FIG. 6 illustrates an embodiment in which a layer of wavelength converting material is deposited on the LED die.
FIG. 7 illustrates an array of LEDs, which are mounted on 10 a board.
FIG. 8 is a graph of the broad spectrum produced by a phosphor converted blue LED.
FIG. 9 is a CIE chromaticity diagram for the spectrum shown in FIG. 8. 15 FIG. 10 is a graph of the spectra produced by phosphor converted LEDs and colored LEDs, which are combined to produce an approximately continuous spectrum.
FIG. 11 is a portion of a CIE chromaticity diagram that shows the variation in the CCT that may be produced by 20 varying the brightness of the colored LEDs.
FIG. 12 is a portion of another CIE chromaticity diagram that illustrates variable CCT values for an array of 29 phosphor converted LEDs and 12 color LEDs.
25 DETAILED DESCRIPTION
FIG. 1A illustrates a side view of a transparent optical element 102 and a light emitting diode (LED) die 104 that is mounted on a submount 106. The optical element 102 is to be
30 bonded to the LED die 104 in accordance with an embodiment of the present invention. FIG. IB illustrates the optical element 102 bonded to the LED die 104.
The term "transparent" is used herein to indicate that the element so described, such as a "transparent optical element,"
35 transmits light at the emission wavelengths of the LED with less than about 50%, preferably less than about 10%, single pass loss due to absorption or scattering. The emission wavelengths of the LED may lie in the infrared, visible, or ultraviolet regions of the electromagnetic spectrum. One of ordi
40 nary skill in the art will recognize that the conditions "less than 50% single pass loss" and "less than 10% single pass loss" may be met by various combinations of transmission path length and absorption constant.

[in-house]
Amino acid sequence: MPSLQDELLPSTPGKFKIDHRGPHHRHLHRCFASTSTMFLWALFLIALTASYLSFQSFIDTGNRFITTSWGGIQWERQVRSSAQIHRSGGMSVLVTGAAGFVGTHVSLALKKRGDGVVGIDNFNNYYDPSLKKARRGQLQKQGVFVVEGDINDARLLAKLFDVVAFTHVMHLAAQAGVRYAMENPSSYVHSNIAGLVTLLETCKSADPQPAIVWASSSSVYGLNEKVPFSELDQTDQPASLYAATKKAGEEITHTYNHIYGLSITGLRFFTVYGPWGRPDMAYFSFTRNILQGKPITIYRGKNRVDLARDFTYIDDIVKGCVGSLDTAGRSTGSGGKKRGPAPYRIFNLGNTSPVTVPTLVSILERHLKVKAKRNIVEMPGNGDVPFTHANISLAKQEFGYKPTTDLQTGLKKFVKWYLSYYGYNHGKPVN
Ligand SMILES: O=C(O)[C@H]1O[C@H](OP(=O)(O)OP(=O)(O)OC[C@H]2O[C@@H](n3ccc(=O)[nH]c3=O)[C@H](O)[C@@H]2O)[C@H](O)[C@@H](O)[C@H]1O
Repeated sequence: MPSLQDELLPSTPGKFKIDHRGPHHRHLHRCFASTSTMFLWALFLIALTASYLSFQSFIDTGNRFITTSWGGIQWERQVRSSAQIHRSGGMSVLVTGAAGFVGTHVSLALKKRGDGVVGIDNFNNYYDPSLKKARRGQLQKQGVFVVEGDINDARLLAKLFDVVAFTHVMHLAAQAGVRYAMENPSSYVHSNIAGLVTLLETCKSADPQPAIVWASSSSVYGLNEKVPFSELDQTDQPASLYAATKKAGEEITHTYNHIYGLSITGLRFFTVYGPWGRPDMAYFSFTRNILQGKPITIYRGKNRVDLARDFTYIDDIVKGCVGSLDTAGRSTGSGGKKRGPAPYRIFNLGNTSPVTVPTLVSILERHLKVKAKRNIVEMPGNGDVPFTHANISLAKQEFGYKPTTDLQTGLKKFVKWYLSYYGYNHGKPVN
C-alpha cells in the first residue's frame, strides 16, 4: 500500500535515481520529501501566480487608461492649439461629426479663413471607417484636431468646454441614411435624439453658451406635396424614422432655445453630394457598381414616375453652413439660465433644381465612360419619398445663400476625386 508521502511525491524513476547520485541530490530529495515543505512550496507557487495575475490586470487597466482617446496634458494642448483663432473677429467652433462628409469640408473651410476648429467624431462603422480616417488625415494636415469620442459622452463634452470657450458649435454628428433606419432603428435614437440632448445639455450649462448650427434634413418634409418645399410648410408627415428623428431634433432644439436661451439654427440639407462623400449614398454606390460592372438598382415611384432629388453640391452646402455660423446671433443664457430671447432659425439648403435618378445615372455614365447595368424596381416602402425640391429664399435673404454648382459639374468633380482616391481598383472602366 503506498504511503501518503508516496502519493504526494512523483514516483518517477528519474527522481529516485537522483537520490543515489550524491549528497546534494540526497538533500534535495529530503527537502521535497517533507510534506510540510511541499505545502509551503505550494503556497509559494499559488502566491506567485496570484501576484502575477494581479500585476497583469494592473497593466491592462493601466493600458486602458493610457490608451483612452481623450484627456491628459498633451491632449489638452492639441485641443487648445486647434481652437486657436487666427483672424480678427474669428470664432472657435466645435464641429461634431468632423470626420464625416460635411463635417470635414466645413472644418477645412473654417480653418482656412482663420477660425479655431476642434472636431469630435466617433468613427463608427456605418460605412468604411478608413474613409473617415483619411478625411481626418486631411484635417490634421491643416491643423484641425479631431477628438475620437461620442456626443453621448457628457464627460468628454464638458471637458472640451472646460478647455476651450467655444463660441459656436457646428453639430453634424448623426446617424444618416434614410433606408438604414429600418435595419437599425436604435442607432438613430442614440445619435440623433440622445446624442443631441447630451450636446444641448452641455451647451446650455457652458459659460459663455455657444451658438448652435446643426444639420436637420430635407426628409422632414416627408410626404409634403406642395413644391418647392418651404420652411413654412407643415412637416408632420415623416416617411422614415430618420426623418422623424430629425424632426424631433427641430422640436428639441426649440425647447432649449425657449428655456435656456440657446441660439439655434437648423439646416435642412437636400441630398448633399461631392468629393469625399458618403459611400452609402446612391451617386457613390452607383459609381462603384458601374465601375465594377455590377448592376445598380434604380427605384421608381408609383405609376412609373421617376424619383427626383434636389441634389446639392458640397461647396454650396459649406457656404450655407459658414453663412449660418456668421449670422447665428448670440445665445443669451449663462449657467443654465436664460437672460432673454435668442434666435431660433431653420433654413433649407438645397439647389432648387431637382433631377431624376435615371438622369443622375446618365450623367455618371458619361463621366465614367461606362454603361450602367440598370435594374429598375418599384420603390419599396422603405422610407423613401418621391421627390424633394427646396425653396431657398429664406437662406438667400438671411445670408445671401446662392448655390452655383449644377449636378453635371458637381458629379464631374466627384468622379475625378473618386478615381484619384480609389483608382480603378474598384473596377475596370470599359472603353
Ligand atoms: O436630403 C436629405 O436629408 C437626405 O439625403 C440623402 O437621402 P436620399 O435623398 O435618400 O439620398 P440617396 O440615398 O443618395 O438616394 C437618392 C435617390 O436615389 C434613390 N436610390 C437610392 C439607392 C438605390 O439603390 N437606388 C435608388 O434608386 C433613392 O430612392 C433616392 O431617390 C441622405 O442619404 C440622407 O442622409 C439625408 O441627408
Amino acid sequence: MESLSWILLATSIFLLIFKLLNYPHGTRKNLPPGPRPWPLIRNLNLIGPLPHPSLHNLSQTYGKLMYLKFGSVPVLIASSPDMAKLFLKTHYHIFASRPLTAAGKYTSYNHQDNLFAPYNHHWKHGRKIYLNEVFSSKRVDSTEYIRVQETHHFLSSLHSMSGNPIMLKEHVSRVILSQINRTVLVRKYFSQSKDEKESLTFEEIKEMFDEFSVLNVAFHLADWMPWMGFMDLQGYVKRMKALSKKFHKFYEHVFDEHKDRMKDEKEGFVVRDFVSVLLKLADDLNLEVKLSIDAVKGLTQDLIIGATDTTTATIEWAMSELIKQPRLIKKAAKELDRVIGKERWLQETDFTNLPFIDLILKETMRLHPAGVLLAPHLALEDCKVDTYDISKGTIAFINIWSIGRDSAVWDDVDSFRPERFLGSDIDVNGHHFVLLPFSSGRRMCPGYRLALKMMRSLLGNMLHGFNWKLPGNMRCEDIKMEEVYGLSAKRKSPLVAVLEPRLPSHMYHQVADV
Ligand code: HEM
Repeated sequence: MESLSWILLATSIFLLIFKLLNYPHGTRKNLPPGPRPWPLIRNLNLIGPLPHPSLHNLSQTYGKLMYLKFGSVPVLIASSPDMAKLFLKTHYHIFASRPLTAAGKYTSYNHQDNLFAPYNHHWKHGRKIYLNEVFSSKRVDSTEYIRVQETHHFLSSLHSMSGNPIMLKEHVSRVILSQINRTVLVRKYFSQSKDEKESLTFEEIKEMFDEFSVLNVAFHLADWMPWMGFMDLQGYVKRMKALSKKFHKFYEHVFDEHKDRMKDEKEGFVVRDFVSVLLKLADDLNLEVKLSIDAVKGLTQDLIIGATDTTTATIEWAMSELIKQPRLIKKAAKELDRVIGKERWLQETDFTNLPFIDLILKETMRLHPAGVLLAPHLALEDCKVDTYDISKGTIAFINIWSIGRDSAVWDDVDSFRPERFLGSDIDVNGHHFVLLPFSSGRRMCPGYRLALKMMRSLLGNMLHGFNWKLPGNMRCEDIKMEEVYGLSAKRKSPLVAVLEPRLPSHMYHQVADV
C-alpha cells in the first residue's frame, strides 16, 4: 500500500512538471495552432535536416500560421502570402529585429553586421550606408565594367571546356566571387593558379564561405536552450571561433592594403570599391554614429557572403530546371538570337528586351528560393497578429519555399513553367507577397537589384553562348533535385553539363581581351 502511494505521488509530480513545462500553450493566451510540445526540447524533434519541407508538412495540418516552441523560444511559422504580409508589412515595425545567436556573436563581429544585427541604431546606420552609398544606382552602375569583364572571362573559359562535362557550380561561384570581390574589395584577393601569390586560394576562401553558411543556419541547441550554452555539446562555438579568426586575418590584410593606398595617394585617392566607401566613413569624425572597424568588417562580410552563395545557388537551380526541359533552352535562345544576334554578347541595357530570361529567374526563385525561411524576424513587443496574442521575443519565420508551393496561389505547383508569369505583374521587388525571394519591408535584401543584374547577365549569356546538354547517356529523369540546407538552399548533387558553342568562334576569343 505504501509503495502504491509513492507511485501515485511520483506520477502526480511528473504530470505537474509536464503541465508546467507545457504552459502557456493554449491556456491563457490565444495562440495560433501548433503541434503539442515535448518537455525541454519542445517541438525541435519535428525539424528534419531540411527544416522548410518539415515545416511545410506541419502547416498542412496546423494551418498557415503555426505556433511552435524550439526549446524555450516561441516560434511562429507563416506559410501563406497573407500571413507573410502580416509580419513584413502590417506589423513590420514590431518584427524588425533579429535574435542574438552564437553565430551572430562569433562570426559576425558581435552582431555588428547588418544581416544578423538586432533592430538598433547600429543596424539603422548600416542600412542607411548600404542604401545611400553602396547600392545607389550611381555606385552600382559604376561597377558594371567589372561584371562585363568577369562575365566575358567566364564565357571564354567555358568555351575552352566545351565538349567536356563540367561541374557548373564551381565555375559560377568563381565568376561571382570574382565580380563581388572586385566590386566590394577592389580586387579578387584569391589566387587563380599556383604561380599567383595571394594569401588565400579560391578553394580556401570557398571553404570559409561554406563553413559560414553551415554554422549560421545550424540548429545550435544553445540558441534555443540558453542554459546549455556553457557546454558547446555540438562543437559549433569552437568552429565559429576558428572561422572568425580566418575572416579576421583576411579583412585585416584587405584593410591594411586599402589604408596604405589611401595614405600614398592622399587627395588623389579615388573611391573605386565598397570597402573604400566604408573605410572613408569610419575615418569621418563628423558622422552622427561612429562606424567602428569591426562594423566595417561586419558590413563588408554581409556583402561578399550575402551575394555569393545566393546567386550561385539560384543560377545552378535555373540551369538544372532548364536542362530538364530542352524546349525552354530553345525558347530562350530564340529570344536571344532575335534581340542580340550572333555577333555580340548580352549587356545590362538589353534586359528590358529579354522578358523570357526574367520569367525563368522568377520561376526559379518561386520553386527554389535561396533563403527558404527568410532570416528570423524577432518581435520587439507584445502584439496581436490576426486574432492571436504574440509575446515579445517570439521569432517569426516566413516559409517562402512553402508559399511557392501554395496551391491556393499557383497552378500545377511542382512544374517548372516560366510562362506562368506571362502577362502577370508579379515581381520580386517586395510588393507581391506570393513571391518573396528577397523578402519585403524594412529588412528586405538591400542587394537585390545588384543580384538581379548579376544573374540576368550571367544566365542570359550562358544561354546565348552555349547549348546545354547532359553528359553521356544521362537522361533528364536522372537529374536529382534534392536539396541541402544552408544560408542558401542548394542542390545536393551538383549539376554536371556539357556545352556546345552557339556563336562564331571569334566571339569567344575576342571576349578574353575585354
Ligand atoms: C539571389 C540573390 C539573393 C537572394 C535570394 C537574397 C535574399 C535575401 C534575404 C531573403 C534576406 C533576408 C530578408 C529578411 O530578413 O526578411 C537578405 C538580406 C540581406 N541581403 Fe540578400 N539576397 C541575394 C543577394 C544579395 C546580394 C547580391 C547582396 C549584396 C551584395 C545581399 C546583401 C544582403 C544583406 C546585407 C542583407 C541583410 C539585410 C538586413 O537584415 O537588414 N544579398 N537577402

LED die 104 illustrated in FIGS. 1A and IB includes a first
45 semiconductor layer 108 of n-type conductivity (n-layer) and a second semiconductor layer 110 of p-type conductivity (p-layer). Semiconductor layers 108 and 110 are electrically coupled to an active region 112. Active region 112 is, for example, a p-n diode junction associated with the interface of
50 layers 108 and 110. Alternatively, active region 112 includes one or more semiconductor layers that are doped n-type or p-type or are undoped. LED die 104 includes ann-contact 114 and a p-contact 116 that are electrically coupled to semiconductor layers 108 and 110, respectively. Contact 114 and
55 contact 116 are disposed on the same side of LED die 104 in a "flip chip" arrangement. A transparent superstate 118 coupled to the n layer 108 is formed from a material such as, for example, sapphire, SiC, GaN, GaP, diamond, cubic zirconia (Zr02), aluminum oxynitride (AlON), A1N, spinel, ZnS,
60 oxide of tellurium, oxide of lead, oxide of tungsten, polycrystalline alumina oxide (transparent alumina), and ZnO.
Active region 112 emits light upon application of a suitable voltage across contacts 114 and 116. In alternative implementations, the conductivity types of layers 108 and 110, together
65 with respective contacts 114 and 116, are reversed. That is, layer 108 is a p-type layer, contact 114 is a p-contact, layer 110 is an n-type layer, and contact 116 is an n-contact.